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June Issue 2006
Levine Museum of the New South in Charlotte, NC, Celebrates 15 Years with new Exhibition
The Levine Museum of the New South in Charlotte, NC, will celebrate its 15th birthday and offer a new exhibit, The Box That Changed The World, on view through June 30, 2006.
In 1990, a shared idea between Sally Robinson
and Mecklenburg Historical Association's Anne Batten began taking
shape. The idea evolved and on Apr. 25, 1991, the Museum
of the New South was officially incorporated. Since the date of
incorporation fifteen years ago, the museum has been a "Museum
Without Walls," moved into a permanent home, completed a
successful capital campaign, closed and been a "Museum on
the Move" during a major renovation, and finally reopened
as Levine Museum of the New South in Oct. 2001. Since reopening,
the museum has presented major exhibits and extensive programming
that have garnered community support, media attention, and national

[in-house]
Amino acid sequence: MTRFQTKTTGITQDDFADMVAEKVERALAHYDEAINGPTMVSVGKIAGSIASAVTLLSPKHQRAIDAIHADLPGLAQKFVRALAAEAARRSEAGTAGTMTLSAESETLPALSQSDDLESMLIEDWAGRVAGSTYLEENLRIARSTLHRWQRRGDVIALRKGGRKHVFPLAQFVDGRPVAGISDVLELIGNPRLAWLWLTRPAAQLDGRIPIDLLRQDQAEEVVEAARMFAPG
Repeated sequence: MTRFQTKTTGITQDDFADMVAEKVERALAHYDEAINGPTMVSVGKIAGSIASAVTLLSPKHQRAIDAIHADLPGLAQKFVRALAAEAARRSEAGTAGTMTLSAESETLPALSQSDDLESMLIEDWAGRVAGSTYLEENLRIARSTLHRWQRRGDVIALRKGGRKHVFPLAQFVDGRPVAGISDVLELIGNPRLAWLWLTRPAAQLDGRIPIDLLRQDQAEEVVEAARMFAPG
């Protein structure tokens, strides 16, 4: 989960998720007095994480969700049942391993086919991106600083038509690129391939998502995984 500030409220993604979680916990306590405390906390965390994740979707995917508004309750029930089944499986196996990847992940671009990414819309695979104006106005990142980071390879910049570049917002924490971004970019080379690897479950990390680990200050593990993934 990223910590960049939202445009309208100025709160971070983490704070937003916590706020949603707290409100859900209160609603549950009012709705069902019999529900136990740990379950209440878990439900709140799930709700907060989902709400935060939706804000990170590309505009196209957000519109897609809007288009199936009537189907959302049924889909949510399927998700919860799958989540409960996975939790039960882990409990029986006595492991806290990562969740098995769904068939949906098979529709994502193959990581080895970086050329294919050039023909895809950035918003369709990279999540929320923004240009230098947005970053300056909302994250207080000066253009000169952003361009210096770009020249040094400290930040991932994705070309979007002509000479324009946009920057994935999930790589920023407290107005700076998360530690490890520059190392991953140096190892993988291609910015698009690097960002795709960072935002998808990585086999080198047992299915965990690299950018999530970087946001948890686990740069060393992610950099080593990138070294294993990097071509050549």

In 1956, North Carolina trucking entrepreneur Malcom McLean introduced a ground-breaking concept. His company SeaLand pioneered truck-trailers that could be lifted off their wheels and placed on a railroad car or on a ship - drastically cutting loading costs and shipping time, and ultimately transforming commerce. Apr. 26, 2006, marks the 50th anniversary of the invention of these "boxes" and containerized shipping, a turning-point in the rise of today's globalized economy.
The Box That Changed The World is a new outdoor exhibit created by Levine Museum of the New South that tells the story of this New South invention. The exhibit is comprised of two actual shipping containers: a unit provided by Charlotte-based Horizon Lines, the nation's leading domestic ocean container shipping and logistics company, and a South African spaza (convenience store) adapted from a container. Text and image panels explore the shipping container's history, while images by South Africa-based photographer Jeff Barbee depict modern unconventional uses of the containers, such as functioning as convenience stores, apartments, libraries and restaurants. Visitors will experience topics from vernacular architecture to global economics to human creativity.
For further information check our NC Institutional Gallery listings, call Ashley Thurmond at 704/333-1887, ext. 242 or e-mail at (firstname.lastname@example.org).
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